a study of Paul Wight a.k.a. the Big Show using Turner Design Gouache

A study of professional wrestler Paul Wight a.k.a. the Big Show using Turner Design Gouache (Indigo and Permanent Orange) with Deleter #2 White on Daler Rowney Simply Acrylic Pad, 115lb.

Turner works well with other brands of gouache. I’ve used it with Winsor & Newton and Holbein brands without any issues. For my practice piece of pro-wrestler Paul Wight (a.k.a. ~  WWE’s The Big Show and The Giant in WCW) , I used Deleter White #2 paint for my white.

Side Note ~ Deleter White #2 is mistakenly referred to as “ink”. It’s basically gouache paint with a different binder. I’m honestly making an assumption here because it has a different look and feel as compared to your typical gouache paint. It’s glossy when dry. It is extremely thick and must be thinned down to be useable. I have no idea why the heck anyone would even attempt to use Deleter White #2 with a dip pen. But it covers quite well, making it great correcting any type of ink work. You order Deleter White #2 from Amazon today!

So far I’ve had pretty good luck when it comes to digitizing and reproduction. Certain pigments tend to shift when every you scan or take a photo. This was an issue for my Turquoise Winsor & Newton Watercolor Markers. (The turquoise from Turner also shifts color. That paint is a mixture.) There’s also a purple that shifted colors but I can’t remember if it was tube paint or a brush marker.

Tuner Thinned Down For Washes

As a painter, I’ve had the habit of doing a lot of glazing. Just in case you  don’t get all of the verbage, glazing is when you paint with thin, transparent layers of paint. Gouache generally encourages painting with thick opaque layers in my mind. Despite this, gouache is basically an opaque version of watercolor. That means that many watercolor techniques can be easily duplicated with gouache. You’ll just need to use a lot more water than normal.

Turner Gouache does a pretty good job as a watercolor paint. You can achieve nice transparent washes without any hassles. You won’t see any funny stuff while thinned down to a watercolor. If you enjoy painting with dried cakes of watercolor like back in the first grade, you can buy a pallet or a tin, squeeze some color, and let it dry for later use.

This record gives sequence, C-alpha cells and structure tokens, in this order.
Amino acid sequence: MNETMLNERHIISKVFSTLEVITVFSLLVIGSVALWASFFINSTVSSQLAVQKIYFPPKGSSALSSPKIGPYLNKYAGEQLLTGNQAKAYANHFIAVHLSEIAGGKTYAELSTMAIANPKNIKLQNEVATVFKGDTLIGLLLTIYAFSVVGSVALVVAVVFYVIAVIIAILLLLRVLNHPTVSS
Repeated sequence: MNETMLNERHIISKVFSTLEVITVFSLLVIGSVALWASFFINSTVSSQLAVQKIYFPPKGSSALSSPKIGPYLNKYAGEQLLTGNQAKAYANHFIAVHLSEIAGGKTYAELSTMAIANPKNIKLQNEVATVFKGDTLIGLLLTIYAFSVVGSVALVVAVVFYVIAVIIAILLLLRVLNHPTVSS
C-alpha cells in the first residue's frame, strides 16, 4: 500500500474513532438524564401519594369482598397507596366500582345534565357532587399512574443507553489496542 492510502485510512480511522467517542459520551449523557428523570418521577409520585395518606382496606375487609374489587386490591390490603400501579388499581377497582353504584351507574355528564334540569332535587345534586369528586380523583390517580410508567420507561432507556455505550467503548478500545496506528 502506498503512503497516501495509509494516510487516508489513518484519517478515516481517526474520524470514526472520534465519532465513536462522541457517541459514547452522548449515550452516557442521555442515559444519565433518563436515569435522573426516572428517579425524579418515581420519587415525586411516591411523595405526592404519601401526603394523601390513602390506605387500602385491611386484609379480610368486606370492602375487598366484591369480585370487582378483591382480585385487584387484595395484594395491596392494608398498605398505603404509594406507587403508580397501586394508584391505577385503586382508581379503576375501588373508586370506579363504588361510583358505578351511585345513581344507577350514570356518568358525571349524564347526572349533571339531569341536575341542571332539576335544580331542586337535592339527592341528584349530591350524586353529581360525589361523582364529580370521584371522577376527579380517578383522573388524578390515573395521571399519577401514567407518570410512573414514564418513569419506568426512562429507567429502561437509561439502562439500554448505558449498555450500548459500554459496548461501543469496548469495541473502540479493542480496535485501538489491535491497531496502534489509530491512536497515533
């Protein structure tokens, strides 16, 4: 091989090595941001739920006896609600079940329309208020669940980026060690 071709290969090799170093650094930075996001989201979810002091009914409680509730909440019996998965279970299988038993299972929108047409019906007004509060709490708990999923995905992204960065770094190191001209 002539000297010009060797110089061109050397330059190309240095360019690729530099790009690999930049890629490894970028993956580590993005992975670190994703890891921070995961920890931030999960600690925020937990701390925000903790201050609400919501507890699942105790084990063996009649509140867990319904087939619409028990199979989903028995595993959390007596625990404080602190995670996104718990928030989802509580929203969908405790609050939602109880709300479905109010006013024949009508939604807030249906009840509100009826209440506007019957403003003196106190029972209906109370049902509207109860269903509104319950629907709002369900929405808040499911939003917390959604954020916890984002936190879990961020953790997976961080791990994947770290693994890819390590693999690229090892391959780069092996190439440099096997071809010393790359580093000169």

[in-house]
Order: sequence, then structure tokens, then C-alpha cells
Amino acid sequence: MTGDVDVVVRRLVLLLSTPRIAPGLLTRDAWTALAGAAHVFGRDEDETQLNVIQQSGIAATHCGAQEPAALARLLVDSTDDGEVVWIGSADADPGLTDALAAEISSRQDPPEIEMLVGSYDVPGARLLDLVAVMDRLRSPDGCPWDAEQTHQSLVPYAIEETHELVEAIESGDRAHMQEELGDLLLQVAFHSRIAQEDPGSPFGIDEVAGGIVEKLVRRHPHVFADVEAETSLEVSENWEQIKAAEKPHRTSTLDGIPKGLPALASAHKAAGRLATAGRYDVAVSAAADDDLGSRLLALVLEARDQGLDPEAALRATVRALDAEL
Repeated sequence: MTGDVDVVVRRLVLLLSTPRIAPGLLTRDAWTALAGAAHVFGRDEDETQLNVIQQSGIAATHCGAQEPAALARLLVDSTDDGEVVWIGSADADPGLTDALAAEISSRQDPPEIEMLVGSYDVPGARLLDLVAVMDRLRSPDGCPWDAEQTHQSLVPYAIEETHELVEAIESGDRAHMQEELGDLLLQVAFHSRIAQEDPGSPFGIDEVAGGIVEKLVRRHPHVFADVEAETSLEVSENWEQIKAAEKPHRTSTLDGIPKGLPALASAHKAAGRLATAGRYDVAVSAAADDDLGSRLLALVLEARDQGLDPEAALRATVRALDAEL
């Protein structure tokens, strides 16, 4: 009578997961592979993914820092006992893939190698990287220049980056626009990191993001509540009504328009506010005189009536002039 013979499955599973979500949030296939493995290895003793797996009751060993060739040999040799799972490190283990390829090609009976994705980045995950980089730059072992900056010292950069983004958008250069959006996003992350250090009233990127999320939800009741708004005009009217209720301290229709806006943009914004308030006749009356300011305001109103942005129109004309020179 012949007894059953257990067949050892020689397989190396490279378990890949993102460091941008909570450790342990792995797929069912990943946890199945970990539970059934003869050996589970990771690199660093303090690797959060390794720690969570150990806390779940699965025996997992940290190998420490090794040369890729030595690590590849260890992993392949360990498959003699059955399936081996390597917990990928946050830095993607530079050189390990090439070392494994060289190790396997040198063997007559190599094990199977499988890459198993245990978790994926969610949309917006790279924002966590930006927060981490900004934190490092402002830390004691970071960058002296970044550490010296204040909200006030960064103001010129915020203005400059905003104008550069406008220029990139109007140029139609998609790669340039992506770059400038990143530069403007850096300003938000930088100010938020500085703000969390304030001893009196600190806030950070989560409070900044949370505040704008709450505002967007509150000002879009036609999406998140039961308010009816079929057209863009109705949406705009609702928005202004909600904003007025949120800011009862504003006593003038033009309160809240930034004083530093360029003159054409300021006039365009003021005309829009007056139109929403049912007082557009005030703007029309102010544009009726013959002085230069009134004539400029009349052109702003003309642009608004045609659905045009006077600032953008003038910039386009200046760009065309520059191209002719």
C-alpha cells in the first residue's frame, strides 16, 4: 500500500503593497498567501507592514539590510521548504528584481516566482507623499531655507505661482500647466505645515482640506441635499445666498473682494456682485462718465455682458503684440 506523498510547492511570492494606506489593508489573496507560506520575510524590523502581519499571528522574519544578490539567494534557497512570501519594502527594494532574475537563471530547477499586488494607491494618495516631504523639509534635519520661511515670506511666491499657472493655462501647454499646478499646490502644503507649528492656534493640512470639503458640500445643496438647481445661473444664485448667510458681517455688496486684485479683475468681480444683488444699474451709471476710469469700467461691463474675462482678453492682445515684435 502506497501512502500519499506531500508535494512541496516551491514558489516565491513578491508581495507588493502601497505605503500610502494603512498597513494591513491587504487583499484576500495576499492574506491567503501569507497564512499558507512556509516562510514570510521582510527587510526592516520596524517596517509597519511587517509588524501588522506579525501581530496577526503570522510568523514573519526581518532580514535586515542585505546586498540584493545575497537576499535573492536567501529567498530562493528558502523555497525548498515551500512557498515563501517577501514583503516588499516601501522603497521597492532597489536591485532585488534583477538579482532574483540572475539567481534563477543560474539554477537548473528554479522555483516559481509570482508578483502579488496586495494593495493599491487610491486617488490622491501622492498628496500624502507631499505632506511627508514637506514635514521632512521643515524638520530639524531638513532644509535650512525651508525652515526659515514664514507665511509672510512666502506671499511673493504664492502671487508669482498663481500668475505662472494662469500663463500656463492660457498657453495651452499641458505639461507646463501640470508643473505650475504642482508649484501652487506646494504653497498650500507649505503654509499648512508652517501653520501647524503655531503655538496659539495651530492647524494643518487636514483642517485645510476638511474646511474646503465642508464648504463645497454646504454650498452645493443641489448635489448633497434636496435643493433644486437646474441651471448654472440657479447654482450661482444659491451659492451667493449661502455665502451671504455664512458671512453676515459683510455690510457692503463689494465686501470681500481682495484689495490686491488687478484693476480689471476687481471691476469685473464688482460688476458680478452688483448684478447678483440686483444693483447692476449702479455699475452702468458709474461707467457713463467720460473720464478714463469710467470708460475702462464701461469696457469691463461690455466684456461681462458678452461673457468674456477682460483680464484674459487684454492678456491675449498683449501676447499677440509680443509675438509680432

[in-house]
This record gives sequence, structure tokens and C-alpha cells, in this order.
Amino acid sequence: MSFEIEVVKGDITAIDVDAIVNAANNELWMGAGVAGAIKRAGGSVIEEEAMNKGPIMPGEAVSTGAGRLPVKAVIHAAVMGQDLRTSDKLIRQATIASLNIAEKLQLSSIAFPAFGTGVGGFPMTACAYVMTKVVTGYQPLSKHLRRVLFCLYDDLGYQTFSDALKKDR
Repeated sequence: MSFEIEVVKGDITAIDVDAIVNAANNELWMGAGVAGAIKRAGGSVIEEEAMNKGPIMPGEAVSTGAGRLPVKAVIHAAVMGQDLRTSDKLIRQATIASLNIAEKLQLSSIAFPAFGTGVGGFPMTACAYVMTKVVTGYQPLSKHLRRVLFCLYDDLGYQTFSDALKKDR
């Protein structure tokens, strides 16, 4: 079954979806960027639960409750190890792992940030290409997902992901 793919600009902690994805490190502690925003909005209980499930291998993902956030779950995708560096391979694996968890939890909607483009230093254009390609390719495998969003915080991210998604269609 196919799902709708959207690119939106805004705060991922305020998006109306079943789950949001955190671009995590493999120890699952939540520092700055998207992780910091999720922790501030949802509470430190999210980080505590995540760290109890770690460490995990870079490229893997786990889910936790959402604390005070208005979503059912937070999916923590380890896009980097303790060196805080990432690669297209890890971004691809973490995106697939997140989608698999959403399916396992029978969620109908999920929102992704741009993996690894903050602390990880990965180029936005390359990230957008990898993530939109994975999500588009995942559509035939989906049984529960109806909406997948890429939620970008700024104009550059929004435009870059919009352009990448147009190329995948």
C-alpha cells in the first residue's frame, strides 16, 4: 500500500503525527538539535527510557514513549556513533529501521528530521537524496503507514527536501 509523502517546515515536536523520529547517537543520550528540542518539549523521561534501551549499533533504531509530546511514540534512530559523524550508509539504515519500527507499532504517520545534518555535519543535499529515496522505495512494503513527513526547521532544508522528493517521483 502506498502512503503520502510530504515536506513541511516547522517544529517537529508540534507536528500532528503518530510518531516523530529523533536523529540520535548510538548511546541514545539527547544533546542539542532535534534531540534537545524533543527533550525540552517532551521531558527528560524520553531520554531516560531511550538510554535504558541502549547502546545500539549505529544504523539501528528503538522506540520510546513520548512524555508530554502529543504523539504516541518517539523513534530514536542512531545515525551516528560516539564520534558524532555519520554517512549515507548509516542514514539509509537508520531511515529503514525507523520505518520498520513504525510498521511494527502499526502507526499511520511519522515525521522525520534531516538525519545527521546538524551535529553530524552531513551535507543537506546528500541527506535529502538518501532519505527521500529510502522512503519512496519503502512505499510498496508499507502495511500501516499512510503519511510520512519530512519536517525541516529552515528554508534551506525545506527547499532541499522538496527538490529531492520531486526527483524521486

The only down-side, as mentioned previously, if you happen to use thin layers on top of thicker layers of Turner gouache, it’s way too easy to make those layers vanish. So take care when layering those thinned strokes.

Over All Verdict

I’m pretty happy with Turner Design Gouache. It seems to be the right mix of quality and affordability. This means that you’ll won’t have to suffer the inadequacies of using cheap gouache. Each tube contains roughly twice as much paint as compared to other brands. (25 millilitres versus 10 to 15 millilitres!) This is a great bang for your buck! Turner is great for anyone just starting out in gouache. A couple of times a year, Jerry’s Artarama will sell them at a nice discount.

Personally speaking, Tuner is just a step below your top-tier brands like Winsor & Newton, Holbein, and M Graham. Turner tends to be pretty runny and therefore not as opaque as Winsor and Newton and Holbein. If you prefer pure pigments, Turner may not impress you so much. But tubes of pure pigment tend to be more expensive than mixtures or hues.

Turner consistently dries to a matte finish unlike Winsor & Newton, which can at times deliver a more plastic finish when dried. This maybe due to the amount of gum arabic. A dried layer of Turner Design Gouache doesn’t always dry as an even layer and can look streaky, depending upon the color.

To sum this review up — if you’re looking for the best overall value in gouache paint, then Turner Design Gouache is a brand that you should try out. It’s not top-tier-level in terms of quality, but it won’t leave you frustrated like your dirt-cheap brands. Turner’s formula relies heavily upon the large amounts of pigment packed into each tube for its opacity instead of using fillers such as calcium carbonate, marble dust, or chalk. That said, you’ll also have the flexibility of a watercolor.

Yes, you should give Turner Design Gouache a try. It’s the best mix of quality and affordability in the market today. Turner’s provides its gouache in generous sizes in both tubes and jars. In fact– you can pick up easily pick up a set, while helping to support this website’s operations, by ordering up a set of twelve 15 ml tubes of Turner Design Gouache over on Amazon. (While supplies last.)